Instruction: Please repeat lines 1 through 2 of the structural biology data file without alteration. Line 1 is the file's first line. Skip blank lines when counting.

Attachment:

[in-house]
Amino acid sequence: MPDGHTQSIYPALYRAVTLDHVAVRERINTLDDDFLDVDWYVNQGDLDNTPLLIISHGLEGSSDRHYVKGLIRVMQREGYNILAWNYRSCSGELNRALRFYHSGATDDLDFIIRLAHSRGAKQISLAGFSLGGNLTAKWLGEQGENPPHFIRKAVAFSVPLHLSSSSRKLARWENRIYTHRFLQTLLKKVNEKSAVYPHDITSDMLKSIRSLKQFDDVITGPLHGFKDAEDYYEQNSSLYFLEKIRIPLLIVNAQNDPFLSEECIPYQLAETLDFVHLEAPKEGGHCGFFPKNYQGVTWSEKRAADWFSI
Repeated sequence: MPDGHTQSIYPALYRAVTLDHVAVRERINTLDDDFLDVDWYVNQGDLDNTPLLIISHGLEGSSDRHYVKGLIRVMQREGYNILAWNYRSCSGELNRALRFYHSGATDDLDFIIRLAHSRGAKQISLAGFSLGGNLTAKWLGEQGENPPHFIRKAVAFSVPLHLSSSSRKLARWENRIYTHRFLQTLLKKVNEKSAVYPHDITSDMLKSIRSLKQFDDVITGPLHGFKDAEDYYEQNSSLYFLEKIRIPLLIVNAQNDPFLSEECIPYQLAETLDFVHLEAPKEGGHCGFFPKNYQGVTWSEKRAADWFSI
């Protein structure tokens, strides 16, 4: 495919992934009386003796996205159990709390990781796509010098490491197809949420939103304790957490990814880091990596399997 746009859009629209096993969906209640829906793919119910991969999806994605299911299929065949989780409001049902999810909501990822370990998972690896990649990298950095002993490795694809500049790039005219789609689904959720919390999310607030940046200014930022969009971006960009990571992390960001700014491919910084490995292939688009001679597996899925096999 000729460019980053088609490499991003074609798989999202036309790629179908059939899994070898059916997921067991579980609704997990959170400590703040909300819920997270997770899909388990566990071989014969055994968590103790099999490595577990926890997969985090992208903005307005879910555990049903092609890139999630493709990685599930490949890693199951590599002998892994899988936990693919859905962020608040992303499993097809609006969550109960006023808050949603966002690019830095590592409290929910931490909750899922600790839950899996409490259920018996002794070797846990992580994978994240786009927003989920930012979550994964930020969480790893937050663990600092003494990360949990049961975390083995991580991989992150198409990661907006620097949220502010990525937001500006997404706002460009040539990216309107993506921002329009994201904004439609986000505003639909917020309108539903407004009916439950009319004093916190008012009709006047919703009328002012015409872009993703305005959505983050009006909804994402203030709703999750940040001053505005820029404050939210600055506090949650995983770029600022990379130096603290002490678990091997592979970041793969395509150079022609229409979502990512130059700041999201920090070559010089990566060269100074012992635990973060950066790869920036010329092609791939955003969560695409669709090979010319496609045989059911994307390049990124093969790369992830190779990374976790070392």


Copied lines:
[in-house]
Amino acid sequence: MPDGHTQSIYPALYRAVTLDHVAVRERINTLDDDFLDVDWYVNQGDLDNTPLLIISHGLEGSSDRHYVKGLIRVMQREGYNILAWNYRSCSGELNRALRFYHSGATDDLDFIIRLAHSRGAKQISLAGFSLGGNLTAKWLGEQGENPPHFIRKAVAFSVPLHLSSSSRKLARWENRIYTHRFLQTLLKKVNEKSAVYPHDITSDMLKSIRSLKQFDDVITGPLHGFKDAEDYYEQNSSLYFLEKIRIPLLIVNAQNDPFLSEECIPYQLAETLDFVHLEAPKEGGHCGFFPKNYQGVTWSEKRAADWFSI